Most of what you hear about break-ins and sabotage on the
Internet is sort of hyped up a bit. This does not mean
that you should ignore it, but take reasonable steps to
safeguard your site. Don't lose sleep over it...
"Dori Look! Daddy left an open telnet session to bignosebird
on my computer again!!!!
THE GREATEST THREAT...
If I have learned anything during the past 15 years it is that I am
the greatest security threat to my own systems! Let's see...
Erasing files which I thought were backed up.
Making a quick change that was so simple it did not
Doing something for Company X's system- while in fact logged on to
Running system crippling applications during business hours.
Too much coffee.
More likely, too little coffee!
MINIMIZING THE GREATEST THREAT...
I am not the greatest threat to you. ;-)
My point is that if somebody is going to trash your site it is
most likely going to be you! Here are some tips for protecting
Never make changes or deletions unless you have a backup!
Never share your password- two people knowing a secret is
not a perfect secret.
Do not believe for a minute your safety extends beyond somebody's
lack of interest in trashing your site.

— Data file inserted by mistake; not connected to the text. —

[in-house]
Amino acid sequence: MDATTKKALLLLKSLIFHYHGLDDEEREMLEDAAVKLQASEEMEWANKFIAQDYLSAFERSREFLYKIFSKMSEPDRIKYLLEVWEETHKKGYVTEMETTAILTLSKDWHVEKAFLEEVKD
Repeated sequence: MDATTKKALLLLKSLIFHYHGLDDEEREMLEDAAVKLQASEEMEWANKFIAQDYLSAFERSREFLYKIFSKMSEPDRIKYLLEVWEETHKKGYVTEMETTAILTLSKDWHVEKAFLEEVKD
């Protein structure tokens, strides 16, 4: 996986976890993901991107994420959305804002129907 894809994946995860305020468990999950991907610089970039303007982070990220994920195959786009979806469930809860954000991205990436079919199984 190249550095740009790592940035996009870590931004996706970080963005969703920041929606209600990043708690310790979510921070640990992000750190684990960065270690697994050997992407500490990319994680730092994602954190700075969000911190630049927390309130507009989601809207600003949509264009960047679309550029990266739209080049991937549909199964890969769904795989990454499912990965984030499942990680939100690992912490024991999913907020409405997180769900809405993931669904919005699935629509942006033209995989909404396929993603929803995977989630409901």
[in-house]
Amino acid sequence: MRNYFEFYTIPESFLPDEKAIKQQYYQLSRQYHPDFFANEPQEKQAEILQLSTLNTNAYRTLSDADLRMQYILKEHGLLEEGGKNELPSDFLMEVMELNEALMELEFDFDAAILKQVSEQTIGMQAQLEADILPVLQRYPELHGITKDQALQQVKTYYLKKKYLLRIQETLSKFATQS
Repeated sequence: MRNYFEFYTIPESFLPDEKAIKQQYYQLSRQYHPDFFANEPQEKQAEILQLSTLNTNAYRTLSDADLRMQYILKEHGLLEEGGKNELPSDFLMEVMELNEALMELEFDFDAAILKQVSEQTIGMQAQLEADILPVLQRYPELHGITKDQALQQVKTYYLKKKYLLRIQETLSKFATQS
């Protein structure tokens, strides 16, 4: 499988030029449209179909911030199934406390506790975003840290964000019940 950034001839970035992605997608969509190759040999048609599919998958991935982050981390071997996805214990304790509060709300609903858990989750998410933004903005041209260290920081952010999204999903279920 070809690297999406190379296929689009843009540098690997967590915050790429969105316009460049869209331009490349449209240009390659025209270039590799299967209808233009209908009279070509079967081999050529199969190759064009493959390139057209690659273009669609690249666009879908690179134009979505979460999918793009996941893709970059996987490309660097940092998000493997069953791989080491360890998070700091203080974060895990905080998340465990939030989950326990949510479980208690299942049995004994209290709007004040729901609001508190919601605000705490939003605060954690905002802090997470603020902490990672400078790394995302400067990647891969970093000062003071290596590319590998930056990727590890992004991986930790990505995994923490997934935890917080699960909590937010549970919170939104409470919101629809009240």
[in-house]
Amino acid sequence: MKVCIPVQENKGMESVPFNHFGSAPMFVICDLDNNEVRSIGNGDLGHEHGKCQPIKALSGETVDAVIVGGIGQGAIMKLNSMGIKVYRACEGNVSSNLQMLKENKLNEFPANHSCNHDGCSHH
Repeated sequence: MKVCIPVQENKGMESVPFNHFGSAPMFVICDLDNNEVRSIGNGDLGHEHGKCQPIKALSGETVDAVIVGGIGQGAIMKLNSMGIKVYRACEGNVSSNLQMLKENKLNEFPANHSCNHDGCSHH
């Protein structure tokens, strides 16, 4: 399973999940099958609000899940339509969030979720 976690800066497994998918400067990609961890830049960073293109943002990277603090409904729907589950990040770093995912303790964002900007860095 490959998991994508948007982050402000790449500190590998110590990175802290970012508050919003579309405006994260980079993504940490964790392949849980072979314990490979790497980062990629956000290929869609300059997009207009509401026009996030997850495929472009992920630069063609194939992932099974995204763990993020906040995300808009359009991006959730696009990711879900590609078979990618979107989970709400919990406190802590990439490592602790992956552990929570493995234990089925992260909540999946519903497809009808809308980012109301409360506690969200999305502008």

Do not spam (flood) newsgroups with ads for your site- unless
your site is of meaning to that group. Why give somebody that
level of interest mentioned above?
Don't put a dumb message up like, Welcome to the Invincible-
Check all Server Side Includes and CGI-BIN programs for problems-
such as allowing the passing of exec or special shell characters.
Drink just the right amount of coffee to get the job done.
DEALING WITH THE OTHER THREATS...
Okay, even if you are the greatest threat to your site, this does not
mean there are other ones. Here are a few tips to help safeguard your
For the virtually hosted...
Ask your hosting companies what steps they take to prevent
and detect server intrusions.
Ask what steps they take to prevent other customers from
either trouncing or reading your private (non-public readable)
Ask if SSH (secure shell) is available for telnet use. If so,
see if you can can a different account for FTP, and for e-mail.
In otherwords, you want to make it so your e-mail account (if
POP3) cannot write to your files, nor can your FTP user account.
For those with dedicated or co-located servers...
All of the items for the virtually hosted!
Stay current on ALL vendor's security patches.
Install some type of intrusion detection software such as tripwire.